I was out shopping on my afternoon off. On the occasional Friday I get as an “earned day off” my afternoon duties now include killing time — out-and-about — whilst the daughter is off at preschool. So, I went shopping. And among other things (some kitchen supplies and some garden supplies) I stopped at the local electronics super-mega store and (browsing) found a nifty selection of stylus (styluses? styli?) designed for capacitive touch tablets.
But, Brad, you argue; That defeats the whole point of touch screens, doesn’t it? Who wants to carry an extra pen around in their already cluttered pockets? Who wants to be that guy dabbing at their delicate and stylish phone with a metal stick? We just finally escaped from the tyranny of buttons and those stylus-dependent personal digital assistants, PDAs like Palm Pilots and Handspring Visors. Stylus-interfaced devices are for Nintendos and are soooo 2004…
Fair enough, I respond. But, then I haven’t told you the single, solitary, lone reason I bought it, have I?
You see, I had this misinterpreted image of the iPad for the first year that they existed (and I didn’t actually own one.) I would argue that the iPad was awesome as a media consumption device, but that there was a whole market of people out there who needed to create that content — media, text, and other things folks create on computers with much more nuanced interface devices — and that the iPad was a cumbersome interface for detailed work or large quantities of text. After all, type more than a text message on that touch screen keyboard and you’ll go nuts. And while it’s fun to dabble in the numerous little art and sketching apps, mostly it amounts to some really fancy digital finger painting.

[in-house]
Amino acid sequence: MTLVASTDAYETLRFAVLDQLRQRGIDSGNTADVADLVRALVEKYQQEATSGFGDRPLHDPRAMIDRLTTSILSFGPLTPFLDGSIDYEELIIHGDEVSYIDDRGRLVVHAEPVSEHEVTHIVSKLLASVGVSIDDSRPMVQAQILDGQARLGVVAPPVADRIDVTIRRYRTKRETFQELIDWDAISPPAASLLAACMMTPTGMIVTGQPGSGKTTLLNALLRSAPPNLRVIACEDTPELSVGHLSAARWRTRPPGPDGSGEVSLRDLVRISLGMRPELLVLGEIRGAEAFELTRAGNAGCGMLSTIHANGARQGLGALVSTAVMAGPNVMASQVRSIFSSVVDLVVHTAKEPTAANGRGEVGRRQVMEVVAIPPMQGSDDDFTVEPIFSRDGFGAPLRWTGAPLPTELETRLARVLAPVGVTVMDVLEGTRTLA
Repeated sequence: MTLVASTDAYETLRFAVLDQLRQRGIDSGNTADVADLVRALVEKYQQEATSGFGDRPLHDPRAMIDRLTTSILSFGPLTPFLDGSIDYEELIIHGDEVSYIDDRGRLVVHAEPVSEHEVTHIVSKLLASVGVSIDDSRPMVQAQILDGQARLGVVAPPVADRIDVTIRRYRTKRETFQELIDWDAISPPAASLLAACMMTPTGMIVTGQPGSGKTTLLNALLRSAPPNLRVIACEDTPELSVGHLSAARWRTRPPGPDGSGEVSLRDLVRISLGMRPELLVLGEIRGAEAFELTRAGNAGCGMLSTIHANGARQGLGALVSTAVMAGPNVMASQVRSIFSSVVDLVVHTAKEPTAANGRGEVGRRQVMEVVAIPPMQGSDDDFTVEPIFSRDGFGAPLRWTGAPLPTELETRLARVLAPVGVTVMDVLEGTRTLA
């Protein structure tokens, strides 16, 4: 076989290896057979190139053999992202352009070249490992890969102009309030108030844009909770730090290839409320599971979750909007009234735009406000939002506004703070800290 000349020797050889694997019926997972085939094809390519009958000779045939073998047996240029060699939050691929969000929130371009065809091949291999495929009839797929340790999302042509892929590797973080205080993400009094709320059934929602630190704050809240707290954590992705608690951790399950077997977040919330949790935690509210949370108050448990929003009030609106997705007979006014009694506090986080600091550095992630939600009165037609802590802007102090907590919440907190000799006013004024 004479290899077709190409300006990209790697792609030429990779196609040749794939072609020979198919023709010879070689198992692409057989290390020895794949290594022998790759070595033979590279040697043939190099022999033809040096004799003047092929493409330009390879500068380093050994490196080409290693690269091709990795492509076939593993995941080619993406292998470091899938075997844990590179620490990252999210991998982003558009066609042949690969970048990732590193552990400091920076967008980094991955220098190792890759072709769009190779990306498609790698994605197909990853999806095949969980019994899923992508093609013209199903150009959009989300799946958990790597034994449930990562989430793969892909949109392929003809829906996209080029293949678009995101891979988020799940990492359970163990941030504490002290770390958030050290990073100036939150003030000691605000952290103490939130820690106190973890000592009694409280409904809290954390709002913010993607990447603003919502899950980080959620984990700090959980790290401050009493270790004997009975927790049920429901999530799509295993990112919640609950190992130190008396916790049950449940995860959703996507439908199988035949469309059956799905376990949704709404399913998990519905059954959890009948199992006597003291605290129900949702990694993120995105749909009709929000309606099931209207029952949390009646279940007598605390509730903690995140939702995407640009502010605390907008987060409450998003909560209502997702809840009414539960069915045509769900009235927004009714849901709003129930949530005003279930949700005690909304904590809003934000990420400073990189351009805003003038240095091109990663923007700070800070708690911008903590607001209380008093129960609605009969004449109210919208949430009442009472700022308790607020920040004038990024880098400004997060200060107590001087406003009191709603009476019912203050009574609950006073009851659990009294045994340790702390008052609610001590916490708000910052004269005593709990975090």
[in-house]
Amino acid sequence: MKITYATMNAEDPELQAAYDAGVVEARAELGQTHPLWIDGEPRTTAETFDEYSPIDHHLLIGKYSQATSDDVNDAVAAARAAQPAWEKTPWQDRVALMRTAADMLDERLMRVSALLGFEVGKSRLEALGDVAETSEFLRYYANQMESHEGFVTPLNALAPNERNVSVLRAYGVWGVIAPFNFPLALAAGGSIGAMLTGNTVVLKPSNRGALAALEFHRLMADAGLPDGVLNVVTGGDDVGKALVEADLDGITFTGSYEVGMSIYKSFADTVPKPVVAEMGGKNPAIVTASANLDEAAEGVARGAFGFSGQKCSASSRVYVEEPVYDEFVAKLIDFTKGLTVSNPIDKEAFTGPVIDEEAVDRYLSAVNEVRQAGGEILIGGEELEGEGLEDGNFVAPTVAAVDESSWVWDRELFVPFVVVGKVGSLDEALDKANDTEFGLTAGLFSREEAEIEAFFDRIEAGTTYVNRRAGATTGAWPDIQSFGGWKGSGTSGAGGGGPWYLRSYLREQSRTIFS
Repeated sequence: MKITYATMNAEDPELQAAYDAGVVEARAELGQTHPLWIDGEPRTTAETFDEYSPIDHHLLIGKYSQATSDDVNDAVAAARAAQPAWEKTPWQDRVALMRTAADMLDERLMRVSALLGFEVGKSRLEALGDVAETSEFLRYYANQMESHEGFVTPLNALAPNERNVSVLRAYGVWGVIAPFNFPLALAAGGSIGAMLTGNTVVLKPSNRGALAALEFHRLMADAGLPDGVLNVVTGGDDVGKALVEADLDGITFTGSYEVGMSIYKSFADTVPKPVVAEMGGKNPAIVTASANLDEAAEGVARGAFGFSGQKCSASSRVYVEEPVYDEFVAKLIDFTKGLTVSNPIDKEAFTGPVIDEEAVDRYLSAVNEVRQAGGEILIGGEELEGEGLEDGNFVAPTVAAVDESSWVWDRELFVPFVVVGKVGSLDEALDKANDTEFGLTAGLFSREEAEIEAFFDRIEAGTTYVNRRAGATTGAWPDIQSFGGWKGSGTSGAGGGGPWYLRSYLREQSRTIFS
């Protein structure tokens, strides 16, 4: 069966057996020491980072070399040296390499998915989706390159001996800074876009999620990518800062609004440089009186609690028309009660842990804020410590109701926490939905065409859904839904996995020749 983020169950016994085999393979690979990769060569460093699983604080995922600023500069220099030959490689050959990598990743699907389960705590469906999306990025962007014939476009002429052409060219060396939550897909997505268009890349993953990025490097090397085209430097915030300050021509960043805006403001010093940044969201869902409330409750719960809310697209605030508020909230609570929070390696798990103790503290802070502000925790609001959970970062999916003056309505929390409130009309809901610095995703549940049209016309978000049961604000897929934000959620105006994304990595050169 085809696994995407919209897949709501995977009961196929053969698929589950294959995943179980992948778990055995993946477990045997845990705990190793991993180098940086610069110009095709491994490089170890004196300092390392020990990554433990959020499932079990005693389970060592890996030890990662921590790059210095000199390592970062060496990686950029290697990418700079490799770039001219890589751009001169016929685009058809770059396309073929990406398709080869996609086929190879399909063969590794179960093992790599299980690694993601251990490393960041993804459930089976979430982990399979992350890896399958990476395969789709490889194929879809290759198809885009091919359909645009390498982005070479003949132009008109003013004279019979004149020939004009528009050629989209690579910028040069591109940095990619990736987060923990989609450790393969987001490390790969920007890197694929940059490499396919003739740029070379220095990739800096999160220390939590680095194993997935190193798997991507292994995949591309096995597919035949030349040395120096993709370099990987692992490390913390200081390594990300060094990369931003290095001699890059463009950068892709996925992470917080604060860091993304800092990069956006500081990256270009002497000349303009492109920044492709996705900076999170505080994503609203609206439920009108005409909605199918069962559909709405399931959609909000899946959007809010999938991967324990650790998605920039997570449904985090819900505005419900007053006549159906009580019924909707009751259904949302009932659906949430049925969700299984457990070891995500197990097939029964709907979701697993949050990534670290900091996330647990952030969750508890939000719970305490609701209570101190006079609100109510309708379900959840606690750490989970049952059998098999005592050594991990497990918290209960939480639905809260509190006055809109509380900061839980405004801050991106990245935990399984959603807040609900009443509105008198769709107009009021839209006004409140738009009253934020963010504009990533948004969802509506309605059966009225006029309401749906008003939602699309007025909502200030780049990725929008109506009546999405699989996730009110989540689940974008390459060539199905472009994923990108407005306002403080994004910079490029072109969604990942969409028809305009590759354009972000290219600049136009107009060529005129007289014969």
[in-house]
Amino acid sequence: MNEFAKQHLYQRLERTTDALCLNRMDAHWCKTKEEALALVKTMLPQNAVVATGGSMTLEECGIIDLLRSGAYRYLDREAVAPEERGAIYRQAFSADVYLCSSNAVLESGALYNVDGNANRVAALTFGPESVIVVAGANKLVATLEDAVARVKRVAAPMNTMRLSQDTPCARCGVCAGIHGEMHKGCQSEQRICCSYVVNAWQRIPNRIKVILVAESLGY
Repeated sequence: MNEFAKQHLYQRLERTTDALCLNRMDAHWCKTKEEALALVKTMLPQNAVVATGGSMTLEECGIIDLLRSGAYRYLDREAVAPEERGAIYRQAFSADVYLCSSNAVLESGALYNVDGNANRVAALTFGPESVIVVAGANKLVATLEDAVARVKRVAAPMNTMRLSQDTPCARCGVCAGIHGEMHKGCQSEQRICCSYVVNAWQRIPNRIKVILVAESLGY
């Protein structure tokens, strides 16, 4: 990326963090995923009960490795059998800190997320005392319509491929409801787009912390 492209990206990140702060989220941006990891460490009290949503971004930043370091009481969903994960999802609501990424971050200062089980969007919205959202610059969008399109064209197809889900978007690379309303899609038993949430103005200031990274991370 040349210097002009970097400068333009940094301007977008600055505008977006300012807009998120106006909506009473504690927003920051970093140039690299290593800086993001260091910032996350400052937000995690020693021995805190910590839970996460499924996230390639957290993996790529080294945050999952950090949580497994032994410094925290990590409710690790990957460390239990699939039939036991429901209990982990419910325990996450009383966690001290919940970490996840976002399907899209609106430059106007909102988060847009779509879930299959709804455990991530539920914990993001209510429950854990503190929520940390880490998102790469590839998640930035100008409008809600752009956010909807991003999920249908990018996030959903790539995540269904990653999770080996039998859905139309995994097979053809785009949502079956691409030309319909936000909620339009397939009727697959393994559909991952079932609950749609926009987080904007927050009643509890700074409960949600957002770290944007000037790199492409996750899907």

But then iPad added a camera. People quickly figured out that you could hook a real keyboard to the device. That iCloud thing just came out and syncing all sorts of media across platforms has never been easier. And someone out there had the clever idea of reinventing some technology from 2004 to replace my stubby, pudgy fingers with a little pen-shaped device that looks like someone glued a half of a rubber ball onto the end.
Voila: interface equals awesome. I bought the stylus for one reason… to draw.
And draw I have.
Thinking of pairing your tablet with a stylus? The increase in nuanced detail permitted by such a match (albeit one I’ve only explored over a single weekend) seems particularly amazing for art and sketching apps. So far I’ve linked up “Sketch Club” and also “Art Set” both with a new level of detail and media-creation appreciation blossoming from the refined interface. My days of finger painting are over.